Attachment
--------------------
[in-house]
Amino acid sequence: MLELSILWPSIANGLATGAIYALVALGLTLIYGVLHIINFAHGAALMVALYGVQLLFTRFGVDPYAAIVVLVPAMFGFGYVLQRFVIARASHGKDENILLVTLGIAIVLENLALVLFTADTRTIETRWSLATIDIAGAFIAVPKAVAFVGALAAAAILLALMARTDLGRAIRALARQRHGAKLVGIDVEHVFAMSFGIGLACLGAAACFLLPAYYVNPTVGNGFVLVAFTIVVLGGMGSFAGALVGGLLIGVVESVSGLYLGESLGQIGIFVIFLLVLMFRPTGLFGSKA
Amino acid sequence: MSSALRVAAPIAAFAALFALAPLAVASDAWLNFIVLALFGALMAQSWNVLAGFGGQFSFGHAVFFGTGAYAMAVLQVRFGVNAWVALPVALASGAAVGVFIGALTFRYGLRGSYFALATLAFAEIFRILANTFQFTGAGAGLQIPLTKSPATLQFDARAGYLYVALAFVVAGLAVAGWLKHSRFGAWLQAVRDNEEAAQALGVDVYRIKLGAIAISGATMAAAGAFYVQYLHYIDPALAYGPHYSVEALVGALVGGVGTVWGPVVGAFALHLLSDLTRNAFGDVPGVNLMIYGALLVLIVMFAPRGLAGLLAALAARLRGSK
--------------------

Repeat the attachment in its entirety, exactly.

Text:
[in-house]
Amino acid sequence: MLELSILWPSIANGLATGAIYALVALGLTLIYGVLHIINFAHGAALMVALYGVQLLFTRFGVDPYAAIVVLVPAMFGFGYVLQRFVIARASHGKDENILLVTLGIAIVLENLALVLFTADTRTIETRWSLATIDIAGAFIAVPKAVAFVGALAAAAILLALMARTDLGRAIRALARQRHGAKLVGIDVEHVFAMSFGIGLACLGAAACFLLPAYYVNPTVGNGFVLVAFTIVVLGGMGSFAGALVGGLLIGVVESVSGLYLGESLGQIGIFVIFLLVLMFRPTGLFGSKA
Amino acid sequence: MSSALRVAAPIAAFAALFALAPLAVASDAWLNFIVLALFGALMAQSWNVLAGFGGQFSFGHAVFFGTGAYAMAVLQVRFGVNAWVALPVALASGAAVGVFIGALTFRYGLRGSYFALATLAFAEIFRILANTFQFTGAGAGLQIPLTKSPATLQFDARAGYLYVALAFVVAGLAVAGWLKHSRFGAWLQAVRDNEEAAQALGVDVYRIKLGAIAISGATMAAAGAFYVQYLHYIDPALAYGPHYSVEALVGALVGGVGTVWGPVVGAFALHLLSDLTRNAFGDVPGVNLMIYGALLVLIVMFAPRGLAGLLAALAARLRGSK